Gerald Seib on Muck Rack

Gerald Seib Verified

Washington, D.C.
Washington Bureau Chief and Columnist — Wall Street Journal

Washington bureau chief of The Wall Street Journal and author of the Capital Journal column. Follow my writings, posts and appearances at http://t.co/Skn602hyP3

The Policy-Free Campaign of 2014

blogs.wsj.com — If you like an election campaign in which the candidates offer detailed policy plans explaining how they propose to address the nation's basic budget and entitlement challenges-well, this hasn't been the election year for you. Instead, the key races this year-the ones that will determine who will control the United States Senate-have been about mood, personalities and anger.

2014 vs. 2012: Two Portraits of American Voters

online.wsj.com — The midterm election that lies just ahead promises to do a terrific job of illustrating the basic schism in American politics, the one that explains why we have deeply divided government in Washington: While Democrats may have built the ideal coalition for winning presidential elections, Republicans have assembled the ideal coalition for winning congressional elections.

National News, Top Headlines and Stories from the United States

online.wsj.com — Breaking US business and financial news updated as it happens. In-depth analysis, stock quotes and investment information from WSJ.com.

Islamic State’s Distinct Battle Fronts Alarm Washington

blogs.wsj.com — The outside world is learning a bit more every day about Islamic State, and the startling fact now becoming clear is this: The militant group's army is sophisticated enough to conduct big, separate and far-flung operations in multiple places at the same time.

Democrats Lose Edge on Economic, Foreign Policy

online.wsj.com — In politics as in life, it's sometimes useful to reduce complicated questions to their simplest components. And so it is in trying to understand why Democrats are in a bind today, with three weeks to go before the midterm elections. Democrats' problem is simple.

In a Nasty Fight for Senate Control, Democrats Hold Lead in Negative Vibes

blogs.wsj.com — The race for control of the Senate in this year's election is big, expensive, important-and negative. And the most negative so far are those with the most to lose. A good gauge of the overall tenor of campaigns is the television advertising aired either by or on behalf of the candidates.

Why Loss of Senate Would Carry Silver Linings for Obama

Capital Journal: Arab States' Help Opens New Front in Fight - WSJ

online.wsj.com — The American offensive against Islamic State is a big deal, of course, inserting the U.S. into a fight in a region it has been trying to exit for most of the Obama presidency. But in the long run, that may not be the most significant part of what transpired in recent weeks.

Arab States' Help Opens New Front in Fight

online.wsj.com — The American offensive against Islamic State is a big deal, of course, inserting the U.S. into a fight in a region it has been trying to exit for most of the Obama presidency. But in the long run, that may not be the most significant part of what has transpired in recent weeks.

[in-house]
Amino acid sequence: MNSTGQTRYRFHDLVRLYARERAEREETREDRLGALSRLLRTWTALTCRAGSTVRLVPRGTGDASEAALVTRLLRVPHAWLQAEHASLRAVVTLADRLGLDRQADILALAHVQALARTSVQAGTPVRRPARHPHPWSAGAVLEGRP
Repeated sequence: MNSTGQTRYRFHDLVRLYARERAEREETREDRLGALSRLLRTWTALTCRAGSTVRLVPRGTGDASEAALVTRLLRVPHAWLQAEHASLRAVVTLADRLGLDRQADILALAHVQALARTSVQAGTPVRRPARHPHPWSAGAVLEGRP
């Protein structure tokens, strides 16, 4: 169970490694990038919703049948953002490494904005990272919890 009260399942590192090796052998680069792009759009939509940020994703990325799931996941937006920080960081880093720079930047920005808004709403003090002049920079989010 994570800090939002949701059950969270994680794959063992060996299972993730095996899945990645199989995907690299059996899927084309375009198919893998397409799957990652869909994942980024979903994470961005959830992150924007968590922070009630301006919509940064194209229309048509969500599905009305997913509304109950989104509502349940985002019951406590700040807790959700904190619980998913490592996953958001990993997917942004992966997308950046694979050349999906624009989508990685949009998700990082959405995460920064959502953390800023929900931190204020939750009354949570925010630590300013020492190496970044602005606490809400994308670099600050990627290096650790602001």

Tension Over Arming Syrian Rebels Cuts Across Party Lines

blogs.wsj.com — A look inside the vote in the House last week to approve one important piece of the strategy for combating Islamic State--arming Syrian rebels--shows just how torn the country is about launching into a new battle in the Middle East, and how the unease cuts unpredictably across political lines.
More Articles →
Oct 31, 2014

How has the issue agenda change during the 2014 campaign? @hookjan explores. Remember gun control? on.wsj.com/107fJl5 via @WSJPolitics

Oct 31, 2014

WSJ: FCC chief laying the groundwork to expand authority over broadband; he won't please all on net neutrality. on.wsj.com/1rEkj0h

Oct 30, 2014

Watching election night is like watching Super Bowl; watching mail-in votes is like a "serialized mini-series." on.wsj.com/13kThqi

Oct 30, 2014

Very good GDP growth number this morning: 3.5%. Kinda late to affect mid-terms much, though. on.wsj.com/13jMKfG

Oct 30, 2014

Want to understand how voter anger affects governors races? Here it is, in one piece: on.wsj.com/1rBFmk6

Oct 30, 2014

Governors are discovering that what they consider good economic news doesn't impress voters so much: on.wsj.com/1rBFmk6 via @WSJ

Oct 29, 2014

In WSJ's Think Tank, Drew Altman says Obamacare hasn't turned out to be a big 2014 election issue. on.wsj.com/1yGAaRK via @WSJPolitics

Oct 28, 2014

Fundamental political reality: Democrats have a nice presidential coalition, Republicans a nice congressinal one., on.wsj.com/1xwB1Ds

Oct 28, 2014

If you like campaigns with detailed debate of important policy issues, it hasn't been your year. on.wsj.com/1rOGgKY via @WSJPolitics

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